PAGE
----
A recent mashable.com blog post shared a study performed by Pear Analytics that recently studied the contents of public tweets across the twitterscape at various times of the day over a two week period. Their goal was to determine what the overall trend of tweeting was. Tweets were categorized into six categories: news, spam, self-promotion, pointless babble, conversation, and pass-along value.
As mashable.com reports: “Their findings aren’t all that favorable to those of us with lofty views of Twitter, because as it turns out, 40.55% of tweets are pointless babble.” The type of information that can fall under “going out for a jog” or a quotation from a particularly catchy Miley Cyrus song.
This immediately got me thinking about my own twitter feed. Twitter teachers like to promote themselves as tweeters above the fray… using Twitter for its collaborative merits. As I remember hearing from a Twitter teacher when I first started using it last February, “Twitter teachers should aim for a Twitter usage around the 90/10 range. 90% education relevant, 10% personal relevance.” The 10% to promote personal connections between fellow tweeters beyond the teacher professional development realm.
So like any good scientist I got down to the data and began collecting. I reviewed the past 100 tweets I had received and broke them down into the same categories as Pear Analytics. My data broke down as follows: 45% pass along, 17% conversation, 17% news, 15% babble, 10% self-promotion, 0% spam.
I was overall pleased with this finding, reassuring in my mind that Twitter was in fact being used as a tool to disseminate resources and ideas through the education community. To be fair the data is narrowly scoped in nature, taking just about 3 hours of tweets on a Saturday morning into account (no telling how the particular day might influence this data.) Examining these 100 tweets I made some poignant side notes:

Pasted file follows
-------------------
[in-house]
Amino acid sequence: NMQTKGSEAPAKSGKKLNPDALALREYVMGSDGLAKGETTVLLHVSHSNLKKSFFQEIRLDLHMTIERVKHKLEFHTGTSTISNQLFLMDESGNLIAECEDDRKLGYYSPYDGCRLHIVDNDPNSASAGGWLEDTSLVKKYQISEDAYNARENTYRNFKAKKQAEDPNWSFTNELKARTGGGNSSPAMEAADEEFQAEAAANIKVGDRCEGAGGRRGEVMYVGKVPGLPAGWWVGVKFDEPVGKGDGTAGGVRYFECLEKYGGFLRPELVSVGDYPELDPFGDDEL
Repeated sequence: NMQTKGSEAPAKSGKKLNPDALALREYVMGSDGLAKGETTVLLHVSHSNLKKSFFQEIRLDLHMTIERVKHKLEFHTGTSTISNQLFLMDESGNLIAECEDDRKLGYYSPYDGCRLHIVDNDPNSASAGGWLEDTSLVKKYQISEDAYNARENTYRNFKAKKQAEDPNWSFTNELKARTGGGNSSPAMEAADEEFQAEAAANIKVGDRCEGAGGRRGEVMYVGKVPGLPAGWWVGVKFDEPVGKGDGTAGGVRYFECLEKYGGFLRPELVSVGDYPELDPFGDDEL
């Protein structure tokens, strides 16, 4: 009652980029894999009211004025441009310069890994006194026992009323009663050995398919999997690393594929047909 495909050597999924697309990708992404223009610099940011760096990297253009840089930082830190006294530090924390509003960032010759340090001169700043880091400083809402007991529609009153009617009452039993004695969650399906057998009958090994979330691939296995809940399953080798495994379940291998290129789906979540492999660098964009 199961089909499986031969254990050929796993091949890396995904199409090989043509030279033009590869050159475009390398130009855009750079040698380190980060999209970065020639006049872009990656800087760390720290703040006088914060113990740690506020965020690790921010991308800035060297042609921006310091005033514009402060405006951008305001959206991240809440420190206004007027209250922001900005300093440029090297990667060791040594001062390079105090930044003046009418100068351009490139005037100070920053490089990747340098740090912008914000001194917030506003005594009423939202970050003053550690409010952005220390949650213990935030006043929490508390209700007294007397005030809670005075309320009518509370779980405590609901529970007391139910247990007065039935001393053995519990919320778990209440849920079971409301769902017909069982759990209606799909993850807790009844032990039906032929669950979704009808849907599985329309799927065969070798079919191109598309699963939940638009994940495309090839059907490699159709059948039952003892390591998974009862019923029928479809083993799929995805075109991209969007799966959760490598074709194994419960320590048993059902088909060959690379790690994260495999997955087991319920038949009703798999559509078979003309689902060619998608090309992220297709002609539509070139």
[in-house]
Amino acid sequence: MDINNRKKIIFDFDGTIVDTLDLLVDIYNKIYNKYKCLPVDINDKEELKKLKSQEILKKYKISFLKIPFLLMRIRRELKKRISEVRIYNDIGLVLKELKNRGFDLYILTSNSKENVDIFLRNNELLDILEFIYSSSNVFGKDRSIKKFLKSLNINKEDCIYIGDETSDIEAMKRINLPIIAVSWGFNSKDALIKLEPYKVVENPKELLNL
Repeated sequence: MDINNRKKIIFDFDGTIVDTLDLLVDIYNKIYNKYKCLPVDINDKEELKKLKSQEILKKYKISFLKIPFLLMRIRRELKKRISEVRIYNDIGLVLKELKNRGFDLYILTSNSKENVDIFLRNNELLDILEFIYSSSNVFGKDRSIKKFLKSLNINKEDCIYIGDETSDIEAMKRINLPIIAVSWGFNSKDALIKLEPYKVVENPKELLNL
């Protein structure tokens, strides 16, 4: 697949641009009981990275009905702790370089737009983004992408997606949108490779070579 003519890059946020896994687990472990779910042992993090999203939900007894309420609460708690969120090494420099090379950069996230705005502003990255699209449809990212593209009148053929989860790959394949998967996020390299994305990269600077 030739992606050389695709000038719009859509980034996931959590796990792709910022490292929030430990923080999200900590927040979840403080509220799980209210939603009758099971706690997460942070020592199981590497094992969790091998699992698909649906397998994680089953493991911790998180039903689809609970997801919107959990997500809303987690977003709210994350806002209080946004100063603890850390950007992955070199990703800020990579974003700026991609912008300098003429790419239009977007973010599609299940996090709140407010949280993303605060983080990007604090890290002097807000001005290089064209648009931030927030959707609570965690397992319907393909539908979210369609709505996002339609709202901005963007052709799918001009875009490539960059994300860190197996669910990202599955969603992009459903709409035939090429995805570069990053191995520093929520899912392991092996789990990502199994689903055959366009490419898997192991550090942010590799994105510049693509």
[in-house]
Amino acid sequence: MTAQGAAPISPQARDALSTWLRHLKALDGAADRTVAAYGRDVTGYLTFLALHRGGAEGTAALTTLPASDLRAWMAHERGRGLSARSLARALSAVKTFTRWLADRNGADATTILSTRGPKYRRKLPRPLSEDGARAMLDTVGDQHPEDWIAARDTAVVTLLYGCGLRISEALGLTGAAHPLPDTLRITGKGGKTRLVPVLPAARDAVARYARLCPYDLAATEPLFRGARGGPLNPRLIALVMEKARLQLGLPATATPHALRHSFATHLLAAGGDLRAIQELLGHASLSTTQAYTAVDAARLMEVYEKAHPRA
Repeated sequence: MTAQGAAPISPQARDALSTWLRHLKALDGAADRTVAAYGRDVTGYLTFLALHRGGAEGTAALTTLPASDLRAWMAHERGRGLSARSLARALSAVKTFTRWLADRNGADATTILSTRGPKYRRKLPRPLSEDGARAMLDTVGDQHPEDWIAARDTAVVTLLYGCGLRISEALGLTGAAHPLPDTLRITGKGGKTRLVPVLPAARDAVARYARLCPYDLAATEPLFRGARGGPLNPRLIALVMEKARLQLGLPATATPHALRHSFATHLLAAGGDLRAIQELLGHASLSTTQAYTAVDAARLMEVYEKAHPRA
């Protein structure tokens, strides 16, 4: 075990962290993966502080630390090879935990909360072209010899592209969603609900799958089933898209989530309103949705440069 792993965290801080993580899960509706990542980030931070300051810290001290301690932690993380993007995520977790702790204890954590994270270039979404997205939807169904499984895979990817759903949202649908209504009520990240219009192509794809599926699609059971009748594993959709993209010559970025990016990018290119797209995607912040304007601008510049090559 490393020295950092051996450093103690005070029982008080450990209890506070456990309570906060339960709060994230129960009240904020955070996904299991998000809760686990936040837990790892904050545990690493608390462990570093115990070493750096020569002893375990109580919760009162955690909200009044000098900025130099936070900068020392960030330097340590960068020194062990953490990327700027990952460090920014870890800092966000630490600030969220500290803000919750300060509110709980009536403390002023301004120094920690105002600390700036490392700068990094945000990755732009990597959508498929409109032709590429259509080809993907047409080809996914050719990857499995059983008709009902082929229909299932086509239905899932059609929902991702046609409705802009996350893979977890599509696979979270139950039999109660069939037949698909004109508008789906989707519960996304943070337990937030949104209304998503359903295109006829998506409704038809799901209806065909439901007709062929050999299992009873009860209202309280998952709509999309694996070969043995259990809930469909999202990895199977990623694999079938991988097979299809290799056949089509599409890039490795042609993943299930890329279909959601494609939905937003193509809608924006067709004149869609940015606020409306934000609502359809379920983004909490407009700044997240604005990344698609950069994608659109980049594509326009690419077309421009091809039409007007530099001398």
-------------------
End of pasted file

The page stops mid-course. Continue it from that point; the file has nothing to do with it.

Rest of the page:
1) Web20Classroom offers far and away the most frequent pass along tweets and typically tend to be the most relevant to my own teaching. He is an absolute must follow for those looking to start or develop a PLN.
2) Tweeters who were babblers tended to also be conversationalists. It would therefore be remiss of me to simply unfollow these tweeters who would be most likely to add to my own conversations.
3) News tends to come in spurts from corporate/organization backed websites.
4) Eventhough I follow a few hundred fellow twitter educators, the majority of the tweets come from 10-20 high profile tweeters and the remainder from those jumping on and off twitter at their convenience like myself.
5) Actual Twitter users like myself have no tolerance for SPAM, and those who do SPAM quickly become blocked or unfollowed until their account is restored.
For those educators not yet on Twitter, I encourage you to consider my own data and join the functional Twitter teacher community. To those already here… take a few minutes to critically look at whats flowing through your twitter feed and please share with me your own observations regarding your Twitter PLN. Keep those tweets relevant and continue sharing!